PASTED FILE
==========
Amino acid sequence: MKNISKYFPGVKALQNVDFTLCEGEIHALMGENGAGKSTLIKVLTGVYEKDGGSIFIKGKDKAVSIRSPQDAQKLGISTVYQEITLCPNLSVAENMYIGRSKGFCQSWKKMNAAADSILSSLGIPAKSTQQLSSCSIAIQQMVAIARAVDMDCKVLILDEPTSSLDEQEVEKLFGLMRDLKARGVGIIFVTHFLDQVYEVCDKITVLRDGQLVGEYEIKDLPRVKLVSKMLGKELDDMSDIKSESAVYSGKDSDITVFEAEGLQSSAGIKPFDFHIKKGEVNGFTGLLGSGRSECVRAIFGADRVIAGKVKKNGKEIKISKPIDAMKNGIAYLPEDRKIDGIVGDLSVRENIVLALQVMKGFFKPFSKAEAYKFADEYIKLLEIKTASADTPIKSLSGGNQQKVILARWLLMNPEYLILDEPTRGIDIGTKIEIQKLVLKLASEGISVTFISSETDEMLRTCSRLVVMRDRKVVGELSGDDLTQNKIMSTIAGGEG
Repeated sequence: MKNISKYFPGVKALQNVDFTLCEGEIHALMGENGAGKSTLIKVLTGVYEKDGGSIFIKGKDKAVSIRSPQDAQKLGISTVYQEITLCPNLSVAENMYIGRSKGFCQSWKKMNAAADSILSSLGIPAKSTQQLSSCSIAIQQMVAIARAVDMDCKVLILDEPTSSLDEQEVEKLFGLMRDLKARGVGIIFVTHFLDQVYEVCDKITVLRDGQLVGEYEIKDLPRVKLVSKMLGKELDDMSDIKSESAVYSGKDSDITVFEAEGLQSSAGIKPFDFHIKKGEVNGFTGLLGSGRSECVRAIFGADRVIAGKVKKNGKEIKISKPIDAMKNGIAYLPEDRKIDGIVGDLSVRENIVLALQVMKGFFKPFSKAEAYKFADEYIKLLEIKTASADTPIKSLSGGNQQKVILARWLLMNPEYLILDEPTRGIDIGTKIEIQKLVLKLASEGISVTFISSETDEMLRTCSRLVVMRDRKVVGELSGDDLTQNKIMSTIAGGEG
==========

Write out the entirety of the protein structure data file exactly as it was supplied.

Amino acid sequence: MKNISKYFPGVKALQNVDFTLCEGEIHALMGENGAGKSTLIKVLTGVYEKDGGSIFIKGKDKAVSIRSPQDAQKLGISTVYQEITLCPNLSVAENMYIGRSKGFCQSWKKMNAAADSILSSLGIPAKSTQQLSSCSIAIQQMVAIARAVDMDCKVLILDEPTSSLDEQEVEKLFGLMRDLKARGVGIIFVTHFLDQVYEVCDKITVLRDGQLVGEYEIKDLPRVKLVSKMLGKELDDMSDIKSESAVYSGKDSDITVFEAEGLQSSAGIKPFDFHIKKGEVNGFTGLLGSGRSECVRAIFGADRVIAGKVKKNGKEIKISKPIDAMKNGIAYLPEDRKIDGIVGDLSVRENIVLALQVMKGFFKPFSKAEAYKFADEYIKLLEIKTASADTPIKSLSGGNQQKVILARWLLMNPEYLILDEPTRGIDIGTKIEIQKLVLKLASEGISVTFISSETDEMLRTCSRLVVMRDRKVVGELSGDDLTQNKIMSTIAGGEG
Repeated sequence: MKNISKYFPGVKALQNVDFTLCEGEIHALMGENGAGKSTLIKVLTGVYEKDGGSIFIKGKDKAVSIRSPQDAQKLGISTVYQEITLCPNLSVAENMYIGRSKGFCQSWKKMNAAADSILSSLGIPAKSTQQLSSCSIAIQQMVAIARAVDMDCKVLILDEPTSSLDEQEVEKLFGLMRDLKARGVGIIFVTHFLDQVYEVCDKITVLRDGQLVGEYEIKDLPRVKLVSKMLGKELDDMSDIKSESAVYSGKDSDITVFEAEGLQSSAGIKPFDFHIKKGEVNGFTGLLGSGRSECVRAIFGADRVIAGKVKKNGKEIKISKPIDAMKNGIAYLPEDRKIDGIVGDLSVRENIVLALQVMKGFFKPFSKAEAYKFADEYIKLLEIKTASADTPIKSLSGGNQQKVILARWLLMNPEYLILDEPTRGIDIGTKIEIQKLVLKLASEGISVTFISSETDEMLRTCSRLVVMRDRKVVGELSGDDLTQNKIMSTIAGGEG